Getting a Customer Price Increase Right: Come On Down, Public Relations

In July 2011 Netflix announced it was creating two separate customer plans: one for unlimited streaming for $7.99 a month and one for one DVD at a time for $7.99 a month. The move essentially was a 60% increase in price for those customers who had both streaming and mail DVD services.

A customer revolt ensued, causing an estimated 800,000 subscribers to cancel the service. So what happened? It’s simple, says Mike McDougall, managing partner at McDougall Travers Collins, a marketing communications agency based in Rochester, N.Y. “A lot of organizations don’t consider what a response to a price change is going to be,” he says. “Decisions are handed down from marketing or corporate without a discussion with PR.”

There have been similar pricing controversies in the last several months: In September 2011 Bank of America said it would charging a $5 monthly fee for customers who make debit card purchases. After an online campaign launched that encouraged customers to cancel its accounts with big banks, BofA canceled the fee.

In December 2011 Verizon Wireless frustrated customers by disclosing it would impose a $2 fee on those paying their bills by phone or on Verizon’s Web site starting Jan. 15, 2012. After public outcry, the company changed its mind and canceled the move.


Spurred by the struggling economy, customers are rising up against rising prices. It’s a revolt driven by social media, not unlike the dynamics that drove the Arab Spring, says Phillip Burton, principal consultant and trainer at 280 Group, a product management and marketing consultancy based in Silicon Valley.

So why the embarrassing moments for these big brands? “These companies seem incredulous that there could be a bad response to their actions,” says McDougall.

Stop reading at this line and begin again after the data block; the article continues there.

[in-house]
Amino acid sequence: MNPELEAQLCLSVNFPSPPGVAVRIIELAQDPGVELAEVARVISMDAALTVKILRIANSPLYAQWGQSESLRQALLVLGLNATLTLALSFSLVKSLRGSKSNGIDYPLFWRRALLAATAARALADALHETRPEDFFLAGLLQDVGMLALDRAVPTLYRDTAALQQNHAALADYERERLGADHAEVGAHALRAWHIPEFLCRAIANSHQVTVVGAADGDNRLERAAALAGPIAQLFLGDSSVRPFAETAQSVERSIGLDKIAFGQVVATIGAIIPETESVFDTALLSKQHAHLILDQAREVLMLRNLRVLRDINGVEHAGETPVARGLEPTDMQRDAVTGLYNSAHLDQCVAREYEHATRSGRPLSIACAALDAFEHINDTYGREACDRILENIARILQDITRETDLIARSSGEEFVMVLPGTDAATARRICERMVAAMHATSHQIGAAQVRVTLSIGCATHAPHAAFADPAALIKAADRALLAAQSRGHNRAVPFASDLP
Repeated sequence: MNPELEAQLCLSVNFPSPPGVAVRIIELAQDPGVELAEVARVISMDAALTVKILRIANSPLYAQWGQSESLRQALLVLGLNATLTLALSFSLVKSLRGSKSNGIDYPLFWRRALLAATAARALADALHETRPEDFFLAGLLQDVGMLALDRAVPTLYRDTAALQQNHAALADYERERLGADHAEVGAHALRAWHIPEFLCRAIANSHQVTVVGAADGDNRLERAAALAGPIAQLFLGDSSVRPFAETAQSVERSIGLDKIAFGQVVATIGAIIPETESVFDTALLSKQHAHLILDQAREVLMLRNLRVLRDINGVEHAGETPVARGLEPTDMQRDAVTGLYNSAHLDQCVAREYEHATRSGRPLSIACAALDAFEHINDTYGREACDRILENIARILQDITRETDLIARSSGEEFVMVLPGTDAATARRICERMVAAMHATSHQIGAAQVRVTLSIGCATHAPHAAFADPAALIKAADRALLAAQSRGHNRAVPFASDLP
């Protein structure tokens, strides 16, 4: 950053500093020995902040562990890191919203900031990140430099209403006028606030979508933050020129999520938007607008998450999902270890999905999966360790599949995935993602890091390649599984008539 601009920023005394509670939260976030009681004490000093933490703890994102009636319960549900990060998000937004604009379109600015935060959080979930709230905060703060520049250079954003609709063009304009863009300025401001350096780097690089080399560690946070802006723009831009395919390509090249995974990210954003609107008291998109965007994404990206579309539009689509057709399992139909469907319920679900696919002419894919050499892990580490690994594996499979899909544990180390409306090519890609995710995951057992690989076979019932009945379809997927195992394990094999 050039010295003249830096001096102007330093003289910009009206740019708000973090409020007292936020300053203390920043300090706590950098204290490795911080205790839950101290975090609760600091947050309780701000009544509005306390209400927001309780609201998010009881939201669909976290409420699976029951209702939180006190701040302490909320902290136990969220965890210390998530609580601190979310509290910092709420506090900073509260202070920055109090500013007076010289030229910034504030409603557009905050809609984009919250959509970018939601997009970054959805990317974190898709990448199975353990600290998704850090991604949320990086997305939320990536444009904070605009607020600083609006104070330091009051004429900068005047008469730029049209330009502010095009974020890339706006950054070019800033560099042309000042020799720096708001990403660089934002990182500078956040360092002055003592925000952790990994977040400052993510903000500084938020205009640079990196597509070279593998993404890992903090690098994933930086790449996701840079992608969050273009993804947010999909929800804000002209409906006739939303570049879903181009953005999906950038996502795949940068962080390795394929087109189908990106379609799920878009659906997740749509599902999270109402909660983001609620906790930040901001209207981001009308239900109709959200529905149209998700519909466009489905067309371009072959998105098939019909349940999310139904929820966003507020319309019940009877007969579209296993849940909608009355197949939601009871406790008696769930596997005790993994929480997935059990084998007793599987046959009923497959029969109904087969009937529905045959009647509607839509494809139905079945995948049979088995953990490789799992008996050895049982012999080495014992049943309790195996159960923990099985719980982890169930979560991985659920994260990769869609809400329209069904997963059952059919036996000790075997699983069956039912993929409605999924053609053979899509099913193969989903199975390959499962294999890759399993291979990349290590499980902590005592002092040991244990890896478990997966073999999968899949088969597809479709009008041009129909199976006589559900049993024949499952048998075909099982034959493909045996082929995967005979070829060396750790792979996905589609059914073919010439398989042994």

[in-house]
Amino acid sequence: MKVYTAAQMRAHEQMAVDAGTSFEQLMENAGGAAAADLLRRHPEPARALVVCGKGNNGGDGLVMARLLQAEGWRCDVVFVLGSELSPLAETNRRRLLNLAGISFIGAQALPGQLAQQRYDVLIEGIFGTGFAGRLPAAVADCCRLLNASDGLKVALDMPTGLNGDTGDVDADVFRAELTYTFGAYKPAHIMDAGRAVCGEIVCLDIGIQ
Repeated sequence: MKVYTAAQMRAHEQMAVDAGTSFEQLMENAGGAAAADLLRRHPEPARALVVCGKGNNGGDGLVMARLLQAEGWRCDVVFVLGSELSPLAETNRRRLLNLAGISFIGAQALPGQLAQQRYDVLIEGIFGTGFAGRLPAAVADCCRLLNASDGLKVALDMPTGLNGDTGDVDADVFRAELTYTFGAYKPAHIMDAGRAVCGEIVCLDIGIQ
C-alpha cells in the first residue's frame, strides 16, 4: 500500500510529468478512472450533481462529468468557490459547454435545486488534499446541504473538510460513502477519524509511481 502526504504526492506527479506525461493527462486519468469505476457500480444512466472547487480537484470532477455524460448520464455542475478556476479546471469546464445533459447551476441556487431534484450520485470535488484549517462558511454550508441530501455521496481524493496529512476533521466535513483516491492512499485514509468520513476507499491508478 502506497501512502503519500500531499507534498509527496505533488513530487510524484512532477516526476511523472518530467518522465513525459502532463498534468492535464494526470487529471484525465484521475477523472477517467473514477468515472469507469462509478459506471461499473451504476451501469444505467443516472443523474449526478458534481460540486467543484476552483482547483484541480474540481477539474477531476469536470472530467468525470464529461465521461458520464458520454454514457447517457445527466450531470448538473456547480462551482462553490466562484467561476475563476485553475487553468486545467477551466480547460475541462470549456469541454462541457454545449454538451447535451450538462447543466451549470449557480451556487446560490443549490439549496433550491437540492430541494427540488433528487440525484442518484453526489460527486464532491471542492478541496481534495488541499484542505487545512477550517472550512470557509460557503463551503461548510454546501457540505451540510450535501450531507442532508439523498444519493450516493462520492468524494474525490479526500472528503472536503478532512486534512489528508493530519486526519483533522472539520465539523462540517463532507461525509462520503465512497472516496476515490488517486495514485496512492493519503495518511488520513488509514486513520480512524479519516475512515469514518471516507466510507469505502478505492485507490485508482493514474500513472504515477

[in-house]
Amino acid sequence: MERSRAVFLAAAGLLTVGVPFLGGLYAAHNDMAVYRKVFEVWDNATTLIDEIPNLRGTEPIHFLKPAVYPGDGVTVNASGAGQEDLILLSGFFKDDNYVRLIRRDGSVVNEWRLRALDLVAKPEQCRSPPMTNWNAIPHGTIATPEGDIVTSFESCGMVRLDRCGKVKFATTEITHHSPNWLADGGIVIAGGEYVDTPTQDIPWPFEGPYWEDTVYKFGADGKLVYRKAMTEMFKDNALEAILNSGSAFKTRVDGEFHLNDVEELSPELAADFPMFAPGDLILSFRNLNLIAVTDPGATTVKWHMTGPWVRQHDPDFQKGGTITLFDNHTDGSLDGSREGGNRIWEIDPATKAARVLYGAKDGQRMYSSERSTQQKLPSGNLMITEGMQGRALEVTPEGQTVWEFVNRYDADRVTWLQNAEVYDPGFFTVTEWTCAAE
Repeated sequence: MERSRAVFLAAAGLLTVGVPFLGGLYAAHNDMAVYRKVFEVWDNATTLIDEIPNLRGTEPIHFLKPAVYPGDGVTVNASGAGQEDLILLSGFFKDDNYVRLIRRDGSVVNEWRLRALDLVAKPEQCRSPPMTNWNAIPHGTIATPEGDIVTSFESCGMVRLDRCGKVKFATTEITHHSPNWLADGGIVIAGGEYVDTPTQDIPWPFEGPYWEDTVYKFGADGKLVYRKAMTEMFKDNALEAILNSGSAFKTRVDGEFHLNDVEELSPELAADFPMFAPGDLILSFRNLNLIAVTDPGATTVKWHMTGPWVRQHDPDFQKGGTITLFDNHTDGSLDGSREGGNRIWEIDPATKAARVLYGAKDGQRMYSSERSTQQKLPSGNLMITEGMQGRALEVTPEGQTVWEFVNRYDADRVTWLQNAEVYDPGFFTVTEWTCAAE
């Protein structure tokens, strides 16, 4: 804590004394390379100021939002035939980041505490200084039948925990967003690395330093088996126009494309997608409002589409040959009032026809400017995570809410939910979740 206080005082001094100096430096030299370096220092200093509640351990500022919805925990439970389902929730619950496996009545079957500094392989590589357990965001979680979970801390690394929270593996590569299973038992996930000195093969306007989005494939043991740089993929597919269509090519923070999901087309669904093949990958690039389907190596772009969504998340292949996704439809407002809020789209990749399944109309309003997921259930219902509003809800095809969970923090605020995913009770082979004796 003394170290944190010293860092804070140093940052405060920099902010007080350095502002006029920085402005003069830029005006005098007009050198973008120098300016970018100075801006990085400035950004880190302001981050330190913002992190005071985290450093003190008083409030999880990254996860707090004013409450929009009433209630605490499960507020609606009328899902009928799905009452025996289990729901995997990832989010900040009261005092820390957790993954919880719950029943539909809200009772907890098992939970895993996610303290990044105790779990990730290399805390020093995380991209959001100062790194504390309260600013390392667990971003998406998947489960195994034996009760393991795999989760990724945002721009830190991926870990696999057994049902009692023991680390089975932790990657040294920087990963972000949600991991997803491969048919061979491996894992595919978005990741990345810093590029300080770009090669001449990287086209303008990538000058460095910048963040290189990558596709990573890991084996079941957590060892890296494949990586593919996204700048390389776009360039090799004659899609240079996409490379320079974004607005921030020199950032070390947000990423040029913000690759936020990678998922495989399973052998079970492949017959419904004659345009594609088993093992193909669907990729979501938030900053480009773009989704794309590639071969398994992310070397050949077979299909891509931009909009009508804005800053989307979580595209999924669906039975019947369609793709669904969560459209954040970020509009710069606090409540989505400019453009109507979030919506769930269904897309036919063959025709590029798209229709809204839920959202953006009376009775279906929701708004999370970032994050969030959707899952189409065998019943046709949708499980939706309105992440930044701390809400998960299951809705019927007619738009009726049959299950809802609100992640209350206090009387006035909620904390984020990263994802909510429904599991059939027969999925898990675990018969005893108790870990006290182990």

That’s why PR pros, who know a thing or two about customer awareness and reputation—should be involved early, not necessarily in figuring out an increase but in meetings with executives to plan timing and messaging. “PR can’t be like the people who follow the elephant and clean up the mess,” says Burton. In the case of Netflix, there was “a complete lack of management thinking.” By not doing their homework up front and rushing the decision through, PR had to carry a huge burden of cleaning up that mess, says Burton—and in a rather circus-like atmosphere.

The problem: “People in corporate are surrounded by yes men,” says Burton. “They get positive feedback loops, are thinking about profit and, meanwhile, nobody bothers to ask the question, “Will our customers accept this?’”


Its times like these that remind PR pros why they need a seat at the table, says McDougall. That kind of involvement will enable PR to soften the pricing blow to customers far in advance.

For example, Starbucks’ recent price increase on its drinks was rolled out slowly by region. “Start conversations with customers months before,” says McDougall. And, think hard about what the justification for the increase will be, and if it will fly with your stakeholders.

Other pricing strategies from McDougall include:

• Run a price analysis. “Better organizations will determine that X percent might have a problem with a price change, and you’ll lose Y percent of customers,” says McDougall.

• Offer options. Unbundle products and services, and offer them a la carte.

• Give some price relief on other products. “Some products have higher profit margins,” says McDougall. “You can reduce their prices.”


Then there’s the philosophy of staying under the radar. Rodger Roeser, president of The Eisen Agency, thinks not communicating a price hike at all just may be a good thing. “If it’s a consumer offering, there’s not a whole lot of positive things to proactively say about raising prices,” says Roeser.

Or, you could be in an industry selling goods like tires. Ed Markey, VP of PR and Communications, North American Tire at Goodyear Tire & Rubber Co. admits that pricing is a sensitive issue. With a product that is largely composed of raw materials like rubber, carbon, steel and oil, prices do change, but instead of issuing a press release or making a public announcement, Goodyear notifies its direct customers.

However, in the pure B2B world, communicating price changes is a must, says Roeser. (see sidebar for Roeser’s B2B price communications tips).

Whether B2C or B2B, Phillips says there are lessons to be learned from the most recent pricing crises, and PR executives must study BofA, Verizon and Netflix, understand the issues they faced and present those findings to the C-suite. If you do nothing you might pay a steep price. PRN

[Editor’s Note: For more articles on financial communications and reputation management, visit PR News’ Subscriber Resource Center.]


Mike McDougall,; Phillip Burton,; Rodger Roeser,

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